• By The Financial District

After 40 Years, PC Magazine Runs Another Interview With Bill Gates

PC Magazine has published a new interview with Bill Gates, 40 years after the first, when the Microsoft founder was 26 years old and working on the first IBM Personal Computer (PC), Wendy Sheehan Donnell wrote.

Photo Insert: Bill Gates was 26 years old when last interviewed by the prestigious tech magazine



According to Donnell, Gates was astounded by what the PCs had accomplished. “The revolutionary concept of software as an amazing tool was the whole idea that Paul Allen and I built our company around.


"When Microsoft got started in 1975, our dream was a computer on every desk and in every home. We knew that the miracle advances in chips and the software that could be built because of those magic chips would make everyone want to use a computer. Later, we talked about information at your fingertips. Of course, it’s gone beyond that original dream with cell phones and sensors. But it still comes back to so much early important work driven by chips and great software,” Gates said.



“Computers are so mainstream now and so integral to our lives that a lot of people forget that the early users and the people who really believed in personal computers back in the day were a relatively small group of dedicated, nerdy hobbyists. There were various clubs like the Home Brew Computer Club where groups would get together and talk about the latest advances. PC Magazine really helped bridge the gap between the hobbyists and a much larger audience of people looking for more usable and accessible computers,” he told Donnell. “With AI, there’s huge potential to do good in the world, but it’s also important to be cautious and make sure it’s being developed in the right way. Microsoft and OpenAI have a smart approach to that. The younger generation is more educated and more aware of societal problems, and I’m optimistic that they can contribute to solutions. It will take a lot of brilliant minds and ideas.”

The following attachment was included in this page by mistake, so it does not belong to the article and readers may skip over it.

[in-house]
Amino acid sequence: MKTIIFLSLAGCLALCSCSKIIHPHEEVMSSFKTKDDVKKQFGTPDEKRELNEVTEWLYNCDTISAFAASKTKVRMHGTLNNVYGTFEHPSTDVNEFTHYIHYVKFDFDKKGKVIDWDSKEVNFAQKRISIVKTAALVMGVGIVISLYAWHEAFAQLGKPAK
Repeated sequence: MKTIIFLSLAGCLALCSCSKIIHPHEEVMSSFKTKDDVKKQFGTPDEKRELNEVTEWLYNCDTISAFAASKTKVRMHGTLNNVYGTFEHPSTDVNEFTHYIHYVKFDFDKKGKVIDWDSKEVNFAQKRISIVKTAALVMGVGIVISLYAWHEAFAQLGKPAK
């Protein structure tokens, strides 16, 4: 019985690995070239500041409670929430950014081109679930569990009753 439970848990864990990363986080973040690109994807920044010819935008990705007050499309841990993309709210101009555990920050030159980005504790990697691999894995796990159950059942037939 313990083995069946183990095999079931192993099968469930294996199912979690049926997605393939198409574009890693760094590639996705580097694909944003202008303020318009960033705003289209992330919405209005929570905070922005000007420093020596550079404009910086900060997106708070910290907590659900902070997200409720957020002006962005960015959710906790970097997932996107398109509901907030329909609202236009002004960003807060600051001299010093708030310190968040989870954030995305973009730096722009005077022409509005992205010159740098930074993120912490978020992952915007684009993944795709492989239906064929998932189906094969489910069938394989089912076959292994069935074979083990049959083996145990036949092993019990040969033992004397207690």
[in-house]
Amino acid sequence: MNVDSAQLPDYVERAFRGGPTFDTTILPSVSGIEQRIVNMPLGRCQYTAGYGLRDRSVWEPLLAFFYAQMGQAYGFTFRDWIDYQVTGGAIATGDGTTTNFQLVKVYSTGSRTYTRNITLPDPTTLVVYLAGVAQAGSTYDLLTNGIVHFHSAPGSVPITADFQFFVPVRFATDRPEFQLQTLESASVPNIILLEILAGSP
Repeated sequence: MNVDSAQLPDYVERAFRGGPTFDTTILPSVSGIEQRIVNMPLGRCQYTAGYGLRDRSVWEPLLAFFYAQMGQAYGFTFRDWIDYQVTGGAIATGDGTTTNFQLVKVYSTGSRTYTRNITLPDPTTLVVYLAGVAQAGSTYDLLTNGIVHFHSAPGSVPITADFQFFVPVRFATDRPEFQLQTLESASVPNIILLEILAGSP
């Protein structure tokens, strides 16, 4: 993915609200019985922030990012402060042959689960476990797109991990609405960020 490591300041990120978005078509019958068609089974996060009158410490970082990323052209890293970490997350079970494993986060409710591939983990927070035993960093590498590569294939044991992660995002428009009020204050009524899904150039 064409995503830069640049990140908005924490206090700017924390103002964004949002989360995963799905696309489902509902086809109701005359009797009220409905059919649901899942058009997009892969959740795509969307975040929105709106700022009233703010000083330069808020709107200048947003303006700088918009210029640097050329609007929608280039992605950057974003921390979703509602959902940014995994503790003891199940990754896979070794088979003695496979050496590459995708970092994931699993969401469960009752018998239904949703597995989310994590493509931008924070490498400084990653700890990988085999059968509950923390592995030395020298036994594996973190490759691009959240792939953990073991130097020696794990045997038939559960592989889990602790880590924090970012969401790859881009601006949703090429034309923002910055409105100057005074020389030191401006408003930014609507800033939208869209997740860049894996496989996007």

All the news: Business man in suit and tie smiling and reading a newspaper near the financial district.

Gates stressed that by 2062, this combination of powerful chips and software will be all over the world.


“Eventually, we’ll get glasses with augmented reality that is adopted broadly, and we’ll get robots that are more than simple task-repeaters on production lines. The sky is really the limit as these chips get more powerful and as the AI software algorithms eventually figure out how to create personal agents that help us get a variety of tasks done like reading and providing advice on scientific discovery. The field still has a long way to go–it’s really exciting,” he predicted.


Business: Business men in suite and tie in a work meeting in the office located in the financial district.

“There are a lot of challenges ahead of us that require technology and innovation. Climate change is a big one. Political polarization is another big one–how can we work in a common way across humanity and minimize wars and violence. There’s not a tech tool that can solve that, but the way we’re interconnected and interact with each other is so tied to how information flows around the world.”



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